My father didn't leave a will, and I live in his house. My brother wants to divide it. Can I make it solely mine?

3 answers | Last updated: May 26, 2017
Prahlad asked...

My father died without making a will. I am living in the house and have been for twenty years or more, and my brother lives in a different city in his own house. After my father's death, my brother wanted to divide the house. Is there any way I can secure that the house can remain mine?

Expert Answers

Barbara Repa, a senior editor, is an attorney, a journalist specializing in aging issues, and the author of Your Rights in the Workplace (Nolo), now in its 10th edition.

Because your father died without a will—or “intestate” in legal jargon—his property will be divided up and distributed according to the formula set out in state law. These state formulas specify that the property goes to those most closely related to the person who has died. If you and your brother are the two survivors most closely related, the law likely specifies that your father’s property—including the house—should be divided equally between the two of you.

This may not seem right to you, since you have been living in that house for so long now that it likely feels like your own, but the law operates with blinders—and treats you both equally.

If it is most important to you that you remain in the home, you may be able to negotiate an arrangement with your brother—perhaps to buy out his share in a lump or over time. Or perhaps your father owned other property—and you and brother could agree to a way to divide them fairly and in a way that might let you remain in the home or own it outright.

To begin the process of transferring legal ownership of your father’s home and any other property, you or your brother should contact the local probate court for the best next steps to take. Where there is not a lot of property at stake, survivors can often use a simplified procedure to wind up an estate, which they can usually handle on their own, without hiring a lawyer for help.

Community Answers

Adjunct prof.rosellfernandez answered...

Why should you make it solely yours? Greed.

Geo2015 answered...

Miss Repa is right, as usual… 99% of all co-heirs co-inheriting a home in an estate with no will, I assume going through probate, will want you to buy out their shares in the property. Maybe of you were the primary care-giver to your dad, that might swing some weight with the probate court. But if you are going through probate, you might want to hire a very, very experienced estate attorney, if you can, to perhaps come up with some ideas for you, to get that property for yourself.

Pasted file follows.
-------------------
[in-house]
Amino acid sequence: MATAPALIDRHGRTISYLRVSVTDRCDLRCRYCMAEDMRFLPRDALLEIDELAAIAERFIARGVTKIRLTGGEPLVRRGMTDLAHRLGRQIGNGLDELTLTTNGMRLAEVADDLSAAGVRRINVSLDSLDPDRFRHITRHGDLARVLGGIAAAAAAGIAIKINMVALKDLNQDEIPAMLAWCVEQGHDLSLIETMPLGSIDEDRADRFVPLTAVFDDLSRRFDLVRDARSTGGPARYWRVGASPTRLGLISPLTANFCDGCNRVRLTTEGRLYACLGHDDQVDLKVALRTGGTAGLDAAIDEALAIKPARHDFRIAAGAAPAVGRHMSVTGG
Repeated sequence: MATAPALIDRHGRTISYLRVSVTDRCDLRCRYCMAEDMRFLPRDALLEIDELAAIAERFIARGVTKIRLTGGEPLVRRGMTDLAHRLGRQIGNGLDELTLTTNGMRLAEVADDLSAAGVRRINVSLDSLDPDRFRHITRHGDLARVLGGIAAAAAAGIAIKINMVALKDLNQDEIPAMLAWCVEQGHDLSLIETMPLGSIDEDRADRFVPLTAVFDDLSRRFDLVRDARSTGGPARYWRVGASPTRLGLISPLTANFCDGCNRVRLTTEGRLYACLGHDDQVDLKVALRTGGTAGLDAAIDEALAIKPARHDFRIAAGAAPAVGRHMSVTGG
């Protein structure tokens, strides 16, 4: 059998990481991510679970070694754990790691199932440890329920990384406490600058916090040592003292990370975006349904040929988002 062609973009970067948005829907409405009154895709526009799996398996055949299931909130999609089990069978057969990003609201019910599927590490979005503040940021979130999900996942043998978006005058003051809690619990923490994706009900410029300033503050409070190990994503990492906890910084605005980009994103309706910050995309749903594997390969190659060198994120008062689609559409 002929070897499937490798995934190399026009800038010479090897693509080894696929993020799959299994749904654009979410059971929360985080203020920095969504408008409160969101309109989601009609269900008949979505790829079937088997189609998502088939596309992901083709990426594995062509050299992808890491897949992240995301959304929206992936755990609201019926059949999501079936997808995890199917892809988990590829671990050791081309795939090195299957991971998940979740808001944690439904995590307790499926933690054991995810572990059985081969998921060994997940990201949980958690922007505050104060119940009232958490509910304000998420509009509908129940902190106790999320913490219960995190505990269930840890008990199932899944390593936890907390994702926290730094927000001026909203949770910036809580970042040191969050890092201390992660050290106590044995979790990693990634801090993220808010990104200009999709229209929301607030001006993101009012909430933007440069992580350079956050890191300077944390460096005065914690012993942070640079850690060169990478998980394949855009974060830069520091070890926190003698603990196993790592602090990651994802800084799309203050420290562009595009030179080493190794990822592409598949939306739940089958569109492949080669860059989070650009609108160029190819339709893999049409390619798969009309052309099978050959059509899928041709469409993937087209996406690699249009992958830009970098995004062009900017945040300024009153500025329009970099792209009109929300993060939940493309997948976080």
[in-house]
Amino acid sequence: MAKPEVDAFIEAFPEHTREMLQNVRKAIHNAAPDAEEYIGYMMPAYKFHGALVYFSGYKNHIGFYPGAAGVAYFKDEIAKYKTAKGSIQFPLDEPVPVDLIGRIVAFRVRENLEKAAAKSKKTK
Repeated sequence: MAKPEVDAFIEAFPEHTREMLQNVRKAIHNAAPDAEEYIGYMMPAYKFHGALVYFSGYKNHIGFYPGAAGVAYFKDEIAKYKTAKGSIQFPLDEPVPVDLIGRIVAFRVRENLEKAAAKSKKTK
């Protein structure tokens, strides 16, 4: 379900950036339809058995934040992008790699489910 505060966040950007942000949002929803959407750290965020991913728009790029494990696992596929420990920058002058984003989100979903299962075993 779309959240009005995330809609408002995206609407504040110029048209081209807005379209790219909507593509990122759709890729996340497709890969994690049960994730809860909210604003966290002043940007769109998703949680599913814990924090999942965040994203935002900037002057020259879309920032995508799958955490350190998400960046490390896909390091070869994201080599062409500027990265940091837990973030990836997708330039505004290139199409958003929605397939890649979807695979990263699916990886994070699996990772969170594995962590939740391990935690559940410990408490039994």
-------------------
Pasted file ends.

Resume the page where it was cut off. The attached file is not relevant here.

But it’s going to be tough. Miss Repa is correct, it’s nearly always viewed as a shared property, 50% –50%... Unless there are mitigating factors that will swing it all your way (which is where an extremely experienced estate lawyer comes in). But let’s face it, realistically – your brother is going to want to own half of that house, or be bought out. Unless of course you both decide to bite the bullet and simply sell it off at a decent price, if you can. But it sounds like you would prefer to reside in the house.

At least if you go though probate, as the estate is intestate, the very fact that you are going through the probate process will enable you to apply for a loan on inheritance, if you end up deciding to sell the house… then you can apply to borrow money against inheritance – which is what many heirs of estates in probate do when they inherit real estate, or liquid assets – they research online for probate loans, inheritance loans, estate loans, and/or probate advance, estate advance, and inheritance advance assignments.

It’s amazing how many heirs inheriting real estate decide to get a loan on inheritance, to get as large an inheritance cash advance, or probate cash advance, as they can – and go online like super researcher, to investigate estate loans, probate loans, probate advances, inheritance loans, trust fund cash advances, or trust fund loans from one of the more well known inheritance cash advance companies, probate loan companies — and, with a sort of frenzied approach, submit inheritance cash advance, probate advance and probate loan applications to numerous online probate loan and trust fund loan companies that provide loans on inheritance, inheritance loan advances, like, or or similar niche, established inheritance advance companies like Inheritance cash advance or probate loans specialists that all provide very similar inheritance advance and probate loans services.

So when you do get approved, and if the inheritance advance or probate loan provides enough inheritance money – you may be able to simply go ahead and use the probate advance, estate loan or loan on inheritance to purchase another property to live in. Or at least have an ample down payment. That would solve the living arrangement anyway, and you’d be using the house your dad left you as means to an end…